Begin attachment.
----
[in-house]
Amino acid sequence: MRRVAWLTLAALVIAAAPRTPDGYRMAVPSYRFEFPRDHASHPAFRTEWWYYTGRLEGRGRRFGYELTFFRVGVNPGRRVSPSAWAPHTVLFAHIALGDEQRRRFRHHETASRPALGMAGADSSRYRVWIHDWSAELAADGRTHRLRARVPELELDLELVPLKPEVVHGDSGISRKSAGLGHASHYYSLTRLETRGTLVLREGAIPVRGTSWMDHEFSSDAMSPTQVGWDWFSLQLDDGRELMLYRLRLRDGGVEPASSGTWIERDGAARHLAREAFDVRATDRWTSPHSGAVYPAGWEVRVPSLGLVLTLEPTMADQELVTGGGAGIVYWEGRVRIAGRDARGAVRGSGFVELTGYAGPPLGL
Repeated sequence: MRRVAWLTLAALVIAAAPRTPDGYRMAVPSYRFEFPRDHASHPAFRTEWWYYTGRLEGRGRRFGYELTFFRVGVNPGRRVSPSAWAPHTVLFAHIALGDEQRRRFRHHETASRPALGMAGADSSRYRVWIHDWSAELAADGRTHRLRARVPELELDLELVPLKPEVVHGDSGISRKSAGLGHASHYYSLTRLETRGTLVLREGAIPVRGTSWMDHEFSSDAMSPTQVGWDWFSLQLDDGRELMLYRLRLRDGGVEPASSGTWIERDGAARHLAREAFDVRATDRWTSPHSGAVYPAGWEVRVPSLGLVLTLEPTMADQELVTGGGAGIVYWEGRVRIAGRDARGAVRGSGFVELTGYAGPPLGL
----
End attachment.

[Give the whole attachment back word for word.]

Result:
[in-house]
Amino acid sequence: MRRVAWLTLAALVIAAAPRTPDGYRMAVPSYRFEFPRDHASHPAFRTEWWYYTGRLEGRGRRFGYELTFFRVGVNPGRRVSPSAWAPHTVLFAHIALGDEQRRRFRHHETASRPALGMAGADSSRYRVWIHDWSAELAADGRTHRLRARVPELELDLELVPLKPEVVHGDSGISRKSAGLGHASHYYSLTRLETRGTLVLREGAIPVRGTSWMDHEFSSDAMSPTQVGWDWFSLQLDDGRELMLYRLRLRDGGVEPASSGTWIERDGAARHLAREAFDVRATDRWTSPHSGAVYPAGWEVRVPSLGLVLTLEPTMADQELVTGGGAGIVYWEGRVRIAGRDARGAVRGSGFVELTGYAGPPLGL
Repeated sequence: MRRVAWLTLAALVIAAAPRTPDGYRMAVPSYRFEFPRDHASHPAFRTEWWYYTGRLEGRGRRFGYELTFFRVGVNPGRRVSPSAWAPHTVLFAHIALGDEQRRRFRHHETASRPALGMAGADSSRYRVWIHDWSAELAADGRTHRLRARVPELELDLELVPLKPEVVHGDSGISRKSAGLGHASHYYSLTRLETRGTLVLREGAIPVRGTSWMDHEFSSDAMSPTQVGWDWFSLQLDDGRELMLYRLRLRDGGVEPASSGTWIERDGAARHLAREAFDVRATDRWTSPHSGAVYPAGWEVRVPSLGLVLTLEPTMADQELVTGGGAGIVYWEGRVRIAGRDARGAVRGSGFVELTGYAGPPLGL